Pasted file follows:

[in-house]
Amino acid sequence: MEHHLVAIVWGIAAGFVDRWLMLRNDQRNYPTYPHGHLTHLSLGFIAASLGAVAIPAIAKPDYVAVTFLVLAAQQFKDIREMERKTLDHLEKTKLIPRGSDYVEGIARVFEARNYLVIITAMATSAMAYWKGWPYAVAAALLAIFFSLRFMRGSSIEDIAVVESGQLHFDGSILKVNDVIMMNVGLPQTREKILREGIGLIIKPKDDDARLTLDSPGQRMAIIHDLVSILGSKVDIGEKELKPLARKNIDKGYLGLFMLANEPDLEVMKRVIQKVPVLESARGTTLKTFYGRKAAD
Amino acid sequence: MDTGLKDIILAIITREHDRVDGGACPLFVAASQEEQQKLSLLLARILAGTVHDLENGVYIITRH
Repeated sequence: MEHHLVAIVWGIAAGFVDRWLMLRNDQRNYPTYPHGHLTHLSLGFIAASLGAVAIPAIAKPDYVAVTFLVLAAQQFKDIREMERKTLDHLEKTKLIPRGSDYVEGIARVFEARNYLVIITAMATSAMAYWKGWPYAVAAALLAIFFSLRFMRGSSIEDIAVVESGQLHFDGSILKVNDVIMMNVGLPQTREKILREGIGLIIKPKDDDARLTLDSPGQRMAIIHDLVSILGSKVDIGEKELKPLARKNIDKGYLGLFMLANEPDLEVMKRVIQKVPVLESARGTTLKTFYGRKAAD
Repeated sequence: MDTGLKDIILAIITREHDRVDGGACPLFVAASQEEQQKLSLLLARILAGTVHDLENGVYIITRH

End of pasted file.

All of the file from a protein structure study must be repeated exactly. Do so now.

[in-house]
Amino acid sequence: MEHHLVAIVWGIAAGFVDRWLMLRNDQRNYPTYPHGHLTHLSLGFIAASLGAVAIPAIAKPDYVAVTFLVLAAQQFKDIREMERKTLDHLEKTKLIPRGSDYVEGIARVFEARNYLVIITAMATSAMAYWKGWPYAVAAALLAIFFSLRFMRGSSIEDIAVVESGQLHFDGSILKVNDVIMMNVGLPQTREKILREGIGLIIKPKDDDARLTLDSPGQRMAIIHDLVSILGSKVDIGEKELKPLARKNIDKGYLGLFMLANEPDLEVMKRVIQKVPVLESARGTTLKTFYGRKAAD
Amino acid sequence: MDTGLKDIILAIITREHDRVDGGACPLFVAASQEEQQKLSLLLARILAGTVHDLENGVYIITRH
Repeated sequence: MEHHLVAIVWGIAAGFVDRWLMLRNDQRNYPTYPHGHLTHLSLGFIAASLGAVAIPAIAKPDYVAVTFLVLAAQQFKDIREMERKTLDHLEKTKLIPRGSDYVEGIARVFEARNYLVIITAMATSAMAYWKGWPYAVAAALLAIFFSLRFMRGSSIEDIAVVESGQLHFDGSILKVNDVIMMNVGLPQTREKILREGIGLIIKPKDDDARLTLDSPGQRMAIIHDLVSILGSKVDIGEKELKPLARKNIDKGYLGLFMLANEPDLEVMKRVIQKVPVLESARGTTLKTFYGRKAAD
Repeated sequence: MDTGLKDIILAIITREHDRVDGGACPLFVAASQEEQQKLSLLLARILAGTVHDLENGVYIITRH